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By Peter Hoskin
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CAMERONIf
you feel like reading something about David Cameron that isn’t related to
Europe, then how about the interview with him in the latest issue of the House
Magazine? The problem with these interviews conducted by Paul Waugh and Sam
Macrory is that they contain too many brilliant nuggets of
information, dammit, to squeeze into one blog-post. I mean, for instance, the PM says that he likely to appoint more Tory
peers before the summer; that he doesn’t think Nigel Farage should be involved
in the next round of TV debates; and that the Conservatives’ message for 2015
will be “very sleeves rolled-up” — and that’s not even a tenth of it.

But
the passages that tugged most forcefully at my optic nerves were those relating
to tax and benefits. Once again, after recent speculation to
the contrary
, Mr Cameron denies that he will cut universal benefits for
pensioners. Also, after recent speculation to
the same
, he says that he will legislate to recognise marriage in the tax
system in this Parliament. And he also has this to say about the Government’s
child benefit policy:

“Look. I'm
not saying that taking away child benefit from people is easy. I don’t think
people who earn £50000, £60000 are rich. You live in an expensive part of the
country, you’ve got big costs to contend with, and you’re paying for the
mortgage, you’re paying for the season ticket to get to work, you're meeting
all the costs of bringing up children, you know, life is very expensive. I
don’t say people on £50000, £60000 are rich but they are clearly better off
than people on £20000 or £30000. So as I say, I don’t relish taking money from
anyone and, you know, child benefit is a popular and successful benefit. It
goes to the mum, you know, it’s a good slug of money, £20 for the first child,
so I don’t relish taking it away from anyone and people I’m sure put it to good
use, but, you know, to govern is to choose. We have to make difficult choices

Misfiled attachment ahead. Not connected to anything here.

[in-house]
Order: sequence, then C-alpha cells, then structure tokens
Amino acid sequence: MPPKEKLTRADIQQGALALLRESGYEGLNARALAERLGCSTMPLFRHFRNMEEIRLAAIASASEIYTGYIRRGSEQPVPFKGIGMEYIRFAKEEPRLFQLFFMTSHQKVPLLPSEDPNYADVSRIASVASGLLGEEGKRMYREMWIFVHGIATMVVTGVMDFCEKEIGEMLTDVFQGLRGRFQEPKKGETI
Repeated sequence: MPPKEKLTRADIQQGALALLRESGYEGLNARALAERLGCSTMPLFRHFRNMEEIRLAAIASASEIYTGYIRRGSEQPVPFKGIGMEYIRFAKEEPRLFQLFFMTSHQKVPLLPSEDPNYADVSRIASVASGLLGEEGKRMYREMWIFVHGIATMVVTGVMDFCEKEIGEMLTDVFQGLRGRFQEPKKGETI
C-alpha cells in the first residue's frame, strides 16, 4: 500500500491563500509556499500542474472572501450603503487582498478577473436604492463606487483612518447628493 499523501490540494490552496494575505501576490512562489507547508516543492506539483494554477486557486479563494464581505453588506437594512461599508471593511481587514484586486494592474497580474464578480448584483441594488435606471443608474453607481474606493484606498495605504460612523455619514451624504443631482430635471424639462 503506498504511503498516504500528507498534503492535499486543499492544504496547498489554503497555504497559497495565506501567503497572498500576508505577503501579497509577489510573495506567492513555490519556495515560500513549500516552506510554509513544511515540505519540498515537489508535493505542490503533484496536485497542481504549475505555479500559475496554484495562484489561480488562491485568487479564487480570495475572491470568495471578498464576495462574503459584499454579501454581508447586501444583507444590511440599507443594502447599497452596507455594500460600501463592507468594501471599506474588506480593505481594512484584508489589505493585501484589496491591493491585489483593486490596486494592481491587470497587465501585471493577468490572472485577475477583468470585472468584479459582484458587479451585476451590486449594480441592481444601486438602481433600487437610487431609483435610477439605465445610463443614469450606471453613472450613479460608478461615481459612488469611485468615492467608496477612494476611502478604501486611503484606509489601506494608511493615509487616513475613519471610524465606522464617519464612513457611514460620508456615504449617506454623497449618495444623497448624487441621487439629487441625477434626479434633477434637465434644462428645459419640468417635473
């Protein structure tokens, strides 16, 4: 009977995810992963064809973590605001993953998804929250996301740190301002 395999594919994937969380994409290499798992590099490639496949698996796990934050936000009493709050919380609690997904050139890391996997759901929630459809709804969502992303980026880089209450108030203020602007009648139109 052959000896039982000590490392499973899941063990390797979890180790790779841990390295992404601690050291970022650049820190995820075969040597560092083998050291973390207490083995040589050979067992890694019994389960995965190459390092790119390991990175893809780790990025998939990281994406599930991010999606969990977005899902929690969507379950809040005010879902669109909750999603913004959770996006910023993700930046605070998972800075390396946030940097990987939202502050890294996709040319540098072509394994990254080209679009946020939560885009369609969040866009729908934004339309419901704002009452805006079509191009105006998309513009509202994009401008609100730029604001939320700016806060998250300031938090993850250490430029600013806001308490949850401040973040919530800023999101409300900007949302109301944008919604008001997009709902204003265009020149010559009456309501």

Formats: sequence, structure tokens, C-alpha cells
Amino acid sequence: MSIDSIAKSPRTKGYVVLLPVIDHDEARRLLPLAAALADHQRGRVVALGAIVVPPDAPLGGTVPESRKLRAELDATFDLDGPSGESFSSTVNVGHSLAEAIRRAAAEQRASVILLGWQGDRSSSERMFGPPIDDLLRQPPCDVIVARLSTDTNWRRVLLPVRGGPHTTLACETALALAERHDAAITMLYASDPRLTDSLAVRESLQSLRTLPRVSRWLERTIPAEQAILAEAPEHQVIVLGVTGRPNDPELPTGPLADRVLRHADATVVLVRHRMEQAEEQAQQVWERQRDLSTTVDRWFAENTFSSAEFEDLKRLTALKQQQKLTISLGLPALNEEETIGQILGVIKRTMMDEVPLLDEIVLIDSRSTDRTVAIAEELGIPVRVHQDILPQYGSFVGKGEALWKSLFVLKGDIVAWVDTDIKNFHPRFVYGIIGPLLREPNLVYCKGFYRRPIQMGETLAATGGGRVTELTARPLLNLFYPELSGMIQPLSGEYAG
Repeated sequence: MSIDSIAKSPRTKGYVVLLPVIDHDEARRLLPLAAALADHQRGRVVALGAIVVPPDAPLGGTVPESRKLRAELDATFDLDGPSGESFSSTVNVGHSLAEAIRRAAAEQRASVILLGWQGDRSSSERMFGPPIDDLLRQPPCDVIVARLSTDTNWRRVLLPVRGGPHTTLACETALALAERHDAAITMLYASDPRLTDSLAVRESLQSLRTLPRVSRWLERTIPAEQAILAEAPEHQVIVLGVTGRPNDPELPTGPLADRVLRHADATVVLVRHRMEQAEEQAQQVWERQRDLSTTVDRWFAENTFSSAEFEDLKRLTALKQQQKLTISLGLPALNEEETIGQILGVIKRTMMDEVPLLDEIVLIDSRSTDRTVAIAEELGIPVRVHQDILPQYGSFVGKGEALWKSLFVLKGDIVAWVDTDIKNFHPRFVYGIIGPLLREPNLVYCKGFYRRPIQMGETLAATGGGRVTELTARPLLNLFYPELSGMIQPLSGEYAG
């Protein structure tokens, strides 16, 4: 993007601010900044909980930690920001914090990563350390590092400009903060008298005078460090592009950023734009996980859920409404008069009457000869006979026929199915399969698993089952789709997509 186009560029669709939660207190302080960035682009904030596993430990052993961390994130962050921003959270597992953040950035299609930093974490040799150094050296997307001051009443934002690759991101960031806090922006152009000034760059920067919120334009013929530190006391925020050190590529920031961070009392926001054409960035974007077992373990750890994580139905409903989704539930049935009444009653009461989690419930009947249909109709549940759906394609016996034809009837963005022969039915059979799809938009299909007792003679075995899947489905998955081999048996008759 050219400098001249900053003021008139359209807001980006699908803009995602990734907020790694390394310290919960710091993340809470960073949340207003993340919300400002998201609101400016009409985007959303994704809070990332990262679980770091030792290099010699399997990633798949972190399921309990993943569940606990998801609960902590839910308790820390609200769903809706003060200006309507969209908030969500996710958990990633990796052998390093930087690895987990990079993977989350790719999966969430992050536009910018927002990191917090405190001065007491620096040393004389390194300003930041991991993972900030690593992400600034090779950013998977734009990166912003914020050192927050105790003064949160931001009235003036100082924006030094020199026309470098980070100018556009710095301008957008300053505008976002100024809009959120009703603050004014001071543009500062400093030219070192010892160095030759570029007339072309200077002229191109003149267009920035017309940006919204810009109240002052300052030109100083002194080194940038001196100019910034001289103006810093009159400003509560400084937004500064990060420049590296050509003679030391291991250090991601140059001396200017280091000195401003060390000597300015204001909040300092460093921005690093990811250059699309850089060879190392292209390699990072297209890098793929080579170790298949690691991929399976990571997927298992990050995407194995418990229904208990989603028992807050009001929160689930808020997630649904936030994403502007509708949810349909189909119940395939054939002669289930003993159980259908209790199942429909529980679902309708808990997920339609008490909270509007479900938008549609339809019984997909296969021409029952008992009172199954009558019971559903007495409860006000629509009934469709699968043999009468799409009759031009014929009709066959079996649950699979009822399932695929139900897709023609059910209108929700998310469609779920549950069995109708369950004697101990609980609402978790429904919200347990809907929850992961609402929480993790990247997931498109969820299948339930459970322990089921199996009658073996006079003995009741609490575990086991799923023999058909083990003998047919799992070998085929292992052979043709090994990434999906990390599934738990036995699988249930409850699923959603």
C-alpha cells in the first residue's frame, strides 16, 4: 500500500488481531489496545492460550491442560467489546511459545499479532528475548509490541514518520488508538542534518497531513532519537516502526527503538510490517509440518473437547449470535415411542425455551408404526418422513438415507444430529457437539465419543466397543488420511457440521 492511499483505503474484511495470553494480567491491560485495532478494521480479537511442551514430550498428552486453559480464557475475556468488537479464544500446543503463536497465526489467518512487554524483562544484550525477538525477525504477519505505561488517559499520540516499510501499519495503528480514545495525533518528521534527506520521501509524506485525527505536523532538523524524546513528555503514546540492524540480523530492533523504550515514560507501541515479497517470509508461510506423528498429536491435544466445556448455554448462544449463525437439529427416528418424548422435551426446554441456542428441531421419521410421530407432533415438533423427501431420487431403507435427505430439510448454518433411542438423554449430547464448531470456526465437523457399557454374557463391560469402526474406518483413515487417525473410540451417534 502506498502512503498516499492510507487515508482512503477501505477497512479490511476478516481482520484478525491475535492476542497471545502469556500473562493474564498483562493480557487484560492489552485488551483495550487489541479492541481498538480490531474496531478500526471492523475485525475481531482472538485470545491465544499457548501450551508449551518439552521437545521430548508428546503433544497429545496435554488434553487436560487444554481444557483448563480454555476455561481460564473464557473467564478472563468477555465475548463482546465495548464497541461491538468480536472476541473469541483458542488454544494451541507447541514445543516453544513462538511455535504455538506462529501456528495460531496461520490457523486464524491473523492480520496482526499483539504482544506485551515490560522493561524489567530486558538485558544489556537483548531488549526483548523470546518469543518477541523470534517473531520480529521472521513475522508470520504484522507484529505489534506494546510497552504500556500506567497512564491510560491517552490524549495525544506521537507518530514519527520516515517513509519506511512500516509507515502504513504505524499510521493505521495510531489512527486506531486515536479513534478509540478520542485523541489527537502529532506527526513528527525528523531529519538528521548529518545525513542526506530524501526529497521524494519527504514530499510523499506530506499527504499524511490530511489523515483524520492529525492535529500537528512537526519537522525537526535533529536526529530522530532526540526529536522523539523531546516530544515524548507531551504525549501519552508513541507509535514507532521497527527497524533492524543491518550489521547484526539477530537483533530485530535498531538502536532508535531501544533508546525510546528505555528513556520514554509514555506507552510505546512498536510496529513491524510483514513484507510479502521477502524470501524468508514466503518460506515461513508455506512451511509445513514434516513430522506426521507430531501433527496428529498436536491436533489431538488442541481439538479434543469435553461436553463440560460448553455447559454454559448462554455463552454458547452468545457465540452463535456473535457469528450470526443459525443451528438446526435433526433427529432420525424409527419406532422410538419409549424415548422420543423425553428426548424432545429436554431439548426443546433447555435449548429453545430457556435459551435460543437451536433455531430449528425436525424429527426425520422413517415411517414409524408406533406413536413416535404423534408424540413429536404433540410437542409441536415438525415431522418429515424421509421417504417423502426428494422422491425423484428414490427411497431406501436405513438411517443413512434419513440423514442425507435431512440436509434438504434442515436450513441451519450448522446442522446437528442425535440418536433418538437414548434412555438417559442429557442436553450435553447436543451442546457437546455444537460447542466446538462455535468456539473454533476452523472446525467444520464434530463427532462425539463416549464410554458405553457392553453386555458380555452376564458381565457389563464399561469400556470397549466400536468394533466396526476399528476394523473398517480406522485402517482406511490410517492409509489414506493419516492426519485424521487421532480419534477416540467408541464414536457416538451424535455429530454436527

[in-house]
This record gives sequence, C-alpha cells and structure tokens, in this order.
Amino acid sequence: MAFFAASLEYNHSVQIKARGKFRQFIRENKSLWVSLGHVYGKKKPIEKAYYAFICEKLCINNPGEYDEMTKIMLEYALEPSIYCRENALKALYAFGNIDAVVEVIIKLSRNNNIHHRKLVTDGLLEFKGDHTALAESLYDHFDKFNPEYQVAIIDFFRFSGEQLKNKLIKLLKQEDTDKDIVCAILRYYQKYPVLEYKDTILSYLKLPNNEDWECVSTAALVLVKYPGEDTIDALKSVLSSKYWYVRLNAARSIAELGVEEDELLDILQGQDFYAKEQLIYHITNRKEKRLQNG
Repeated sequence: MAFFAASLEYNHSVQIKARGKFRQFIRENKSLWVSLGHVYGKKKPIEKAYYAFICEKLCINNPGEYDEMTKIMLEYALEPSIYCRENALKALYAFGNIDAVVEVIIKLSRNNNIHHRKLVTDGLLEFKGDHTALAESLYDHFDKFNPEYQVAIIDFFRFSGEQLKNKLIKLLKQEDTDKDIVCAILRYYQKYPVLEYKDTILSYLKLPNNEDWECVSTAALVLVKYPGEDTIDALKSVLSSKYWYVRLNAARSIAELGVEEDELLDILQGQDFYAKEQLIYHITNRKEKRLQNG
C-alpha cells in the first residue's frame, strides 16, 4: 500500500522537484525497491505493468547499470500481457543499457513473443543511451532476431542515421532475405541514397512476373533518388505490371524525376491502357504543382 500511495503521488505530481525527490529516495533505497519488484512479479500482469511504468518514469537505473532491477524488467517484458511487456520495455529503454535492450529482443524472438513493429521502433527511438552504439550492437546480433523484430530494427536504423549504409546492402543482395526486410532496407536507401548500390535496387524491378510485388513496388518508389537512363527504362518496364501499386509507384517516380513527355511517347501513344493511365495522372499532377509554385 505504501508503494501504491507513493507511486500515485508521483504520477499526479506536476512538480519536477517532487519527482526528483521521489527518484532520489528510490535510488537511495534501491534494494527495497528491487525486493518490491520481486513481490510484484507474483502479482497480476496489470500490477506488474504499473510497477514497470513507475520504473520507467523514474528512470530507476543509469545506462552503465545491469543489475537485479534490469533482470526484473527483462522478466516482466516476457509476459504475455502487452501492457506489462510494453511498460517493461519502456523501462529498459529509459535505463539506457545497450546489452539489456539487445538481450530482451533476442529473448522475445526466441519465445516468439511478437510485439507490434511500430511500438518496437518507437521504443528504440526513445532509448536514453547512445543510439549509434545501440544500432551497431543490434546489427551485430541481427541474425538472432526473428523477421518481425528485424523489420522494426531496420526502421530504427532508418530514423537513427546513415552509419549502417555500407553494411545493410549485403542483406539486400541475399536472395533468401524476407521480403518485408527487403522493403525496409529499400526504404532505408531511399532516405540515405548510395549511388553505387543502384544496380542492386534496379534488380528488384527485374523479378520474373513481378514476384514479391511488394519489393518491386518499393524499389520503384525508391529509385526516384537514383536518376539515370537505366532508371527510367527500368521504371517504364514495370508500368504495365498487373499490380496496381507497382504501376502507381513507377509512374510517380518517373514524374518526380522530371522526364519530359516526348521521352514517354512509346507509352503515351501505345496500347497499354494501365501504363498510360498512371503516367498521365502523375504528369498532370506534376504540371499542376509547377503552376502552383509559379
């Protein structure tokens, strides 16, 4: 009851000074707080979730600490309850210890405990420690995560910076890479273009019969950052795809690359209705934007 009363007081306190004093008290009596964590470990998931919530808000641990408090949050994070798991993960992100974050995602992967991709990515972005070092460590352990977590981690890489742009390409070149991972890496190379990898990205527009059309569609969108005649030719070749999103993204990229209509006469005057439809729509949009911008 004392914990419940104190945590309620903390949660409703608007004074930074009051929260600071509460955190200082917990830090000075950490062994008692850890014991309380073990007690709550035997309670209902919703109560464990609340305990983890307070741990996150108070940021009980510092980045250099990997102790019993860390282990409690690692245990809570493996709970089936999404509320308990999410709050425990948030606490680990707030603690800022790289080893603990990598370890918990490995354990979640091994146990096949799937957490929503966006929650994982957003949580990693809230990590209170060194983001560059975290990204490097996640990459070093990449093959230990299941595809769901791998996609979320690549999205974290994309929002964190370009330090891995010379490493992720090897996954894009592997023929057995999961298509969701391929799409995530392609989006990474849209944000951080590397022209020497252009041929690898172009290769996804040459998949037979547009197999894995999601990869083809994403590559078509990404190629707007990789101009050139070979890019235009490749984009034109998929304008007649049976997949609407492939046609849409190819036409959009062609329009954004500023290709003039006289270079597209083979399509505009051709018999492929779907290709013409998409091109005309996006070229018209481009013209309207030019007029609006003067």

about the deficit and I think this was the right choice.”


This
seems, to me, like a slightly different sort of salesmanship from David
Cameron. Although he has said much of the above before, here the overall tone is
more apologetic (“I don’t relish taking money from anyone”) than in the past.
Compare it, for instance, with his jibe from
last October
that:

“I do not see why those on the Opposition
Front Bench should go on collecting their child benefit when we are having to
make so many other difficult decisions.”

Or his more
recent
explication of Conservative thinking, specifically to do with tax credits,
but also applicable to child benefit:

“We have had
to take difficult decisions about welfare — both in-work welfare and
out-of-work welfare — so we have put a cap of 1% on all the working benefits,
including the one that she has mentioned. Above all, I think that the right
thing to do is to cut the taxes of people who are in work, rather than taking
more in taxes and then redistributing it through tax credits. We on this side
want to cut taxes on those who work. That is what we are doing and there will
be more of it to come.”

He
sounds less thrusting in his House Magazine interview, doesn’t he?

If
this is indeed a conscious shift, you can certainly understand why Mr Cameron
would make it. The child benefit policy has been a controversial one — not
least with the centre-right media — and a little bit of tact probably won’t go
amiss. The Conservatives will be eager not to alienate any of those “strivers”
whose votes are up for grabs.

But
this does still muddy the Conservatives’ wider message. Mix all the above
quotes together, and it’s not entirely clear whether Mr Cameron’s fundamental
position is. Does he believe that people on good incomes shouldn’t get child
benefit? Or does he think that the cuts are a great sadness, necessary only in
times of austerity? Would he further reduce people’s taxes once the deficit is
contained? Or would he raise their benefit levels again? And so on.

None
of these are mutually exclusive propositions, but sometimes it’s hard to know
which way the Prime Minister veers. Indeed, it’s like I’ve said
before
: when it comes to universal benefits, his Government is often
inconsistent.

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